“Every good painting begins as illustration,” John Hull used to tell his students at Yale. Picasso, stunned by the bombing of Guernica, Goya horrified by the ravages of the Napoleonic War, Van Gogh charmed by the sunflowers in Arles, Gauguin seduced by Tahiti, Bellows and his boxers, Richter and the Bader Meinhof Gang…all these experiences, ideas, thoughts, concepts, events, and emotions manifest themselves in a canvas first as a kind of germ of illustration not altogether unlike the way a composer begins with a simple folk melody and gradually weaves it into a full musical composition. Twinkle, Twinkle Little Star is a folk melody we can all whistle. It “illustrates” the nocturnal ditty that goes along with it. Give that little melody to Mozart and the whimsical, contrapuntal result (Ah Vous Dirai-Je Maman) provides us with an example of what Mr. Hull said above about a painting. The real painter goes beyond something appropriate for the space above the bed in a Motel Six.


For example, you remarked on the “reality” of one of Lyman’s eagles. As Max Beckmann said, “The serious artist goes beyond the idea which is hidden behind so-called reality….seeking for a bridge which leads from the visible to the invisible,” in other words, a reality which expresses both an external, observable sort of reality and an inner (unconscious) reality coming from deep within the artist himself. The craft for rendering “realistic” eagles is just a part of art no less than coordination is a part of sport. Looking real might be the last thing I want to see in a painting.


Digressing for a moment, it is worth pointing out that we would probably not be having this discussion in Europe. The thing is, the average American has almost no training in art; a little finger painting and a field trip to the museum in grammar school and that’s it; while his European counterpart is required to take art classes in high school as well as in college. Europeans cherish art the way we cherish sports. As we (north) Americans mature we too will grow to appreciate the arts but historically the fact remains: the exercise of “manifest destiny” does not require a deep understanding of Beethoven and Michelangelo. The result of this dearth of art appreciation is a national immodesty stated succinctly by Henry Ford, “I know what I like and that’s enough.” The point is, somewhere along the way we all have to learn to appreciate the chasm between naïve, youthful work and adult work, between Dick and Jane and Dostoyevsky. Stephen Lyman is to painting what Harry Potter is to literature.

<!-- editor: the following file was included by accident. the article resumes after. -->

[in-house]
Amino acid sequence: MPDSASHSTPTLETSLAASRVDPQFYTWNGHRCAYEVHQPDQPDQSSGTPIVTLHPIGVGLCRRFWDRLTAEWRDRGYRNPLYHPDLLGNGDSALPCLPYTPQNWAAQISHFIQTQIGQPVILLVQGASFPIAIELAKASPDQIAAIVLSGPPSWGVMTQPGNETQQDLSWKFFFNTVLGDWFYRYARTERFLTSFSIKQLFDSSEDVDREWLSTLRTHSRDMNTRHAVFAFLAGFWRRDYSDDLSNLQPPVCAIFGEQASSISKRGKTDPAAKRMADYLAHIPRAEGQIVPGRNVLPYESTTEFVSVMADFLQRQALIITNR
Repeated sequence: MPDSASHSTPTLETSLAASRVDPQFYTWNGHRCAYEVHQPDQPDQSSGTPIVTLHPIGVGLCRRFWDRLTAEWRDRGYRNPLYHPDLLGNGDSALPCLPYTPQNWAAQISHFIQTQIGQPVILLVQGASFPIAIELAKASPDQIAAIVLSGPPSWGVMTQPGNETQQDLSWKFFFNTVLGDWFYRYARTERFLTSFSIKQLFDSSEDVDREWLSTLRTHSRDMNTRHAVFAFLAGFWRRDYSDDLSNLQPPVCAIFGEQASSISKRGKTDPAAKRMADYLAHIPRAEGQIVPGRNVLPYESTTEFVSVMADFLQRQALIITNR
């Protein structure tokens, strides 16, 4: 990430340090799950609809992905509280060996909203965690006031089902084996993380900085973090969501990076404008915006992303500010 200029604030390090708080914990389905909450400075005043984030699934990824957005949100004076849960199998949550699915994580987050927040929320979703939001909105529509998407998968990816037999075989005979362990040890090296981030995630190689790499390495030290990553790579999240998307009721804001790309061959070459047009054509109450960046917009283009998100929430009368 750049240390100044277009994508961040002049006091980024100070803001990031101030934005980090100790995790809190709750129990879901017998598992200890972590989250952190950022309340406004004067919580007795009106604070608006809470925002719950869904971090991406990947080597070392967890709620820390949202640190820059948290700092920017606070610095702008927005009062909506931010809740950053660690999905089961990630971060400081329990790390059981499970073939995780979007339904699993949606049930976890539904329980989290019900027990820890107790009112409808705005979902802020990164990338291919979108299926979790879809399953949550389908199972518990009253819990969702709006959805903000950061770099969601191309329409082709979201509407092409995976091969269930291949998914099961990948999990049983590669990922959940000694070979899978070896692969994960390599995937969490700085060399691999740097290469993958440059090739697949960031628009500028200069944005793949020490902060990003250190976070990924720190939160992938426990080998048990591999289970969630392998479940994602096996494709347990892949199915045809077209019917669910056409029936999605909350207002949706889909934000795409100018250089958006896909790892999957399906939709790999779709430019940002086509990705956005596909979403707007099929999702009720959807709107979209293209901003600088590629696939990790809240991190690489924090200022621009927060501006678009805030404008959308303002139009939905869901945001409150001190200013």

Serious artists are never satisfied; they live in a constant state of dissatisfaction and turmoil. I get the very distinct impression that Mr. Lyman is quite satisfied with his glowing campfires, soaring eagles, wildlife posters and checks rolling in every month! Matisse said to his friend Leon Delgand, “First of all it is advisable to acquire the habit of not lying, neither to others nor to yourself. That is where we have the drama of many artists today. They tell themselves: I am going to make concessions to the public, and when I have made enough money, I will work for myself. From that moment they are lost. They behave like these women who propose to walk the streets until they have a sum of money, then marry. Virtue is like a match: it can only be used once. It is the same for painters.” I suspect Mr. Lyman was not familiar with Matisse.


So, what is art? What is good art? Perhaps the only reasonable conclusion is that art is anything made by an artist; and God only knows how many people out there think they are “artists”. There are also millions of people who play pool, tennis and golf. Ultimately, it takes one to know one. One has to be immersed for years and years, in anything, to know what is good and what isn’t. There are at least a hundred thousand little girls in China who can play Bach’s Second Partita. Every one of those little girls will have an excellent vibrato and hit every note. How do you tell which is better, which one will be the next Sara Chang? Recognizing good art from bad art is about the same as the guy working for the Washington State Fisheries Department whose job it is to go down in the hold of fishing boats and actually smell whether the fish is good or not. There is no machine which can do this job; you can’t learn it in a few months, there is no formula. You simply know from years and years of experience; the fish is good or it isn’t.